The battle of Trafalgar
The 1805 battle of Trafalgar, in which the British Navy took on a combined Franco-Spanish fleet, is marked as one of the great naval clashes in history – not least because it is the one in which the fêted Admiral Horatio Nelson lost his life. In this episode from 2019, Sam Willis examines of the battle in the context of the wider Napoleonic Wars and asks how much of the victory really was Nelson’s doing – given that he died an hour into it.
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Indians in the trenches
I’ve long been aware that Indians fought for Britain during World War One, but not how many took part in the conflict – 1.5 million, I learned from this 2020 podcast with George Morton-Jack. Nor that they saw action as far around the world as they did, from the Western Front to Gallipoli and North Africa. This is a nuanced conversation, spanning endemic racism, colonial hierarchy and why the Indian story has been neglected over the past 100 years.
The Battle of the Atlantic
Oil, food, US troops – they all came to Britain by sea during World War Two, but not without peril. Here, Jonathan Dimbleby explores the Battle of the Atlantic – not a single engagement, but a sprawling, cat-and-mouse contest for control of shipping lanes that spanned six years. Dimbleby asserts that there “would not have been a D-Day” had the Allies not prevailed, in a ranging discussion that touches on why Churchill was keen to suppress news of what happened at sea, and why the influence of the Bletchley Park codebreakers might not have been so significant after all. Also on this podcast, Marion Milne discusses the history of Spain.
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The Norman Conquest
The year 1066 is seared into British history as one that heralded a new dawn and a new direction for medieval England – marking the end of Anglo-Saxon dominance and the ascendancy of the Normans. In this assessment of the Norman Conquest, Marc Morris sets the battle of Hastings in its wider context as the culmination of the succession crisis after the death of Edward the Confessor, and why the showdown between William the Conqueror and Harold Godwinson was less of a forgone conclusion than you might expect.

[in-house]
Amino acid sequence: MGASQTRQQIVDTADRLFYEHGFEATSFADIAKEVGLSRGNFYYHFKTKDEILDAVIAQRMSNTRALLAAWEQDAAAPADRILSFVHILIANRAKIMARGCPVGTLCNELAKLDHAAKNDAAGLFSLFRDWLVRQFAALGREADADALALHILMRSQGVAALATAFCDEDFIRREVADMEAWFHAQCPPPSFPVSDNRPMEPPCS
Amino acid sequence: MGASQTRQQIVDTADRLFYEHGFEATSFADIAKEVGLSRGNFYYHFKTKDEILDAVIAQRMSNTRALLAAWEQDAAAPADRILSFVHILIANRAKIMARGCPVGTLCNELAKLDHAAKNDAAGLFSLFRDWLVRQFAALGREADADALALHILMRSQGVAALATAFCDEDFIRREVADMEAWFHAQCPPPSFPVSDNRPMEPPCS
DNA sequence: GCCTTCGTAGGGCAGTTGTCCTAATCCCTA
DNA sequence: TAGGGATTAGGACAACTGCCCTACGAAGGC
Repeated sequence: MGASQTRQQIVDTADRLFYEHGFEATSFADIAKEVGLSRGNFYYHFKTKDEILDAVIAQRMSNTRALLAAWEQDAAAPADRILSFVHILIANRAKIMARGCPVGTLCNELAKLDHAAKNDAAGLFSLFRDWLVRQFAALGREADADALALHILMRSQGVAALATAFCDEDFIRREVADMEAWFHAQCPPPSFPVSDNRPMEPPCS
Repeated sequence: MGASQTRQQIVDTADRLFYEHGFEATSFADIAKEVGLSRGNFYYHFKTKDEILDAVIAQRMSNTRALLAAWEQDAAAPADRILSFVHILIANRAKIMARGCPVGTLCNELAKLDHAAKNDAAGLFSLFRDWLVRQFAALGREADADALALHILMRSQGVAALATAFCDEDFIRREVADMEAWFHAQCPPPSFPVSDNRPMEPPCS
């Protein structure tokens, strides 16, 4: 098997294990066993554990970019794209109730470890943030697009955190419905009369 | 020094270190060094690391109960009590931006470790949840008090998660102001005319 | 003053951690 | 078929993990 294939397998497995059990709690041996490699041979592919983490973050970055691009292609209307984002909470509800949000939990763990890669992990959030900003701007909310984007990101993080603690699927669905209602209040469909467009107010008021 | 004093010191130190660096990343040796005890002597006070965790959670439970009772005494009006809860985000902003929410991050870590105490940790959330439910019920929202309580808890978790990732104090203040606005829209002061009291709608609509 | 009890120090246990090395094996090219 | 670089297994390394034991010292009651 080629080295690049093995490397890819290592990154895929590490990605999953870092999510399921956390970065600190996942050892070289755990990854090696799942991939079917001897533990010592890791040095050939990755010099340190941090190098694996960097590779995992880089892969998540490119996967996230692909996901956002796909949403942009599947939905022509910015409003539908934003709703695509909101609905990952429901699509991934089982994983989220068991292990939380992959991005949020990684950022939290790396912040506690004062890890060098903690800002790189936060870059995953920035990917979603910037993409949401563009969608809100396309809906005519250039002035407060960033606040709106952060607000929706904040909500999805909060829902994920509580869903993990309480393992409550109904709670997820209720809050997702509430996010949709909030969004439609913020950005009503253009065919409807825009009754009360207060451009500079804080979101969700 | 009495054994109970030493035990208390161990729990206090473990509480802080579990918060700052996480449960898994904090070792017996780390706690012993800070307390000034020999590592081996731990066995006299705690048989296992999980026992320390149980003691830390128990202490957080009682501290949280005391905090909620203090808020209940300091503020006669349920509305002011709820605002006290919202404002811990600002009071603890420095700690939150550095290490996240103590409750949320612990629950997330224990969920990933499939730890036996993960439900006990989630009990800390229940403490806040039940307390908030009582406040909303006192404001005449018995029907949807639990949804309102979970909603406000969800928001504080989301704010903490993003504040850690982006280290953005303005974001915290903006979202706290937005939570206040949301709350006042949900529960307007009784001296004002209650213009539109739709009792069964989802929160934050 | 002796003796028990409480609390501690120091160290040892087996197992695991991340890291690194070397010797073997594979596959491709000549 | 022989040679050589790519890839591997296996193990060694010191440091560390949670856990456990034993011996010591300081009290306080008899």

Bonus listen: Marc Morris looks beyond the Norman Conquest to tells us everything we ever wanted to know about the Normans, but were afraid to ask.
In military history, the focus often lies on glory and geopolitics, thrones and tactics, with the human cost getting short shrift. Emma Butcher and Hannah Partis-Jennings address this overlooked aspect of armed conflict in this 2019 episode, which reveals how trauma was appearing in the memoirs of soldiers from the American Civil War, the Napoleonic Wars and earlier long before it was recognised and given a name. It’s a brilliant discourse on mental health and labelling, the way trauma seeps into society as well as ensnaring the soldiery, and how its very nature has changed with way wars are waged.
Women at war
Another of the less-discussed aspects of military history are the roles played by women in times of war – and not just in the 20th century. “We have to accept that women have always been there,” says Julie Wheelwright, who addresses the balance in this account of women who have gone to war, their motives and the risks they took to do so – in an episode from March 2020.
Medieval civil war
Frequently speculated as one of the real-life influences in the novels that spawned A Game of Thrones, the civil war between Henry II and his sons – Henry the Young King, Geoffrey, Duke of Brittany, Richard the Lionheart and John ‘Lackland’ – dominated the late 12th century, a dynastic spat over who should rule what in the years to come. Nick Barrett frames this pugnacious interlude delightfully: “It’s a human story of a despairing parent trying to get their kids to play nicely.”
Everything you wanted to know about the Crusades, but were afraid to ask
In this episode of our ‘Everything you wanted to know’ series, Rebecca Rist tackles the perennially popular Crusades, the papal-backed slew of religious wars that began in the Middle Ages. There’s a lot to chew over here – did the Crusades ultimately erode the chivalric code, for instance, or did the sacking of Constantinople during the Fourth Crusade fatally undermine the Byzantine Empire? What surprised me most was that one of the more contentious questions is: how many crusades were there?
- Explore the rest of the free ‘Everything you wanted to know’ series, including episodes on the Vikings, Roman Britain, the Tudors, and British prehistory
The East India Company
The story of the East India Company is one of a corporate takeover: in the twilight of the Mughal Empire, it rose to assume control of the Indian subcontinent and eventually could muster an armed force twice the size of the British Army. In this episode from 2019, William Dalrymple explores how a small trading company became a colonial superpower, and how corruption and greed brought about the Indian Rebellion and its downfall.
Kev Lochun is the production editor of BBC History Revealed